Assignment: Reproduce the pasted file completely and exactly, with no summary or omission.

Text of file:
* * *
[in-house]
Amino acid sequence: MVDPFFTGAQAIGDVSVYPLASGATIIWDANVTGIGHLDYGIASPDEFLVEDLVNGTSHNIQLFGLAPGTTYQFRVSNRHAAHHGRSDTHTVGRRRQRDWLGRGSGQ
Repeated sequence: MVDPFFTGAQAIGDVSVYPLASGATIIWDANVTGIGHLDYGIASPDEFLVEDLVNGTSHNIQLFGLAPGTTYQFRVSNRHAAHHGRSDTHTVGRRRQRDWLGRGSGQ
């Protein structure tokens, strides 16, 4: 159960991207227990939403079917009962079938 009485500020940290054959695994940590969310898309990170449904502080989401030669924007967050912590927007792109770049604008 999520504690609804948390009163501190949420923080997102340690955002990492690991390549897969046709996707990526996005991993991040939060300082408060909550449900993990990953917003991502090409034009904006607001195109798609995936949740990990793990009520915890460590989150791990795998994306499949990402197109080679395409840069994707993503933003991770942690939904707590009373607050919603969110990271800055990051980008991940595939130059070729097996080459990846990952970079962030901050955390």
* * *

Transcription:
[in-house]
Amino acid sequence: MVDPFFTGAQAIGDVSVYPLASGATIIWDANVTGIGHLDYGIASPDEFLVEDLVNGTSHNIQLFGLAPGTTYQFRVSNRHAAHHGRSDTHTVGRRRQRDWLGRGSGQ
Repeated sequence: MVDPFFTGAQAIGDVSVYPLASGATIIWDANVTGIGHLDYGIASPDEFLVEDLVNGTSHNIQLFGLAPGTTYQFRVSNRHAAHHGRSDTHTVGRRRQRDWLGRGSGQ
């Protein structure tokens, strides 16, 4: 159960991207227990939403079917009962079938 009485500020940290054959695994940590969310898309990170449904502080989401030669924007967050912590927007792109770049604008 999520504690609804948390009163501190949420923080997102340690955002990492690991390549897969046709996707990526996005991993991040939060300082408060909550449900993990990953917003991502090409034009904006607001195109798609995936949740990990793990009520915890460590989150791990795998994306499949990402197109080679395409840069994707993503933003991770942690939904707590009373607050919603969110990271800055990051980008991940595939130059070729097996080459990846990952970079962030901050955390």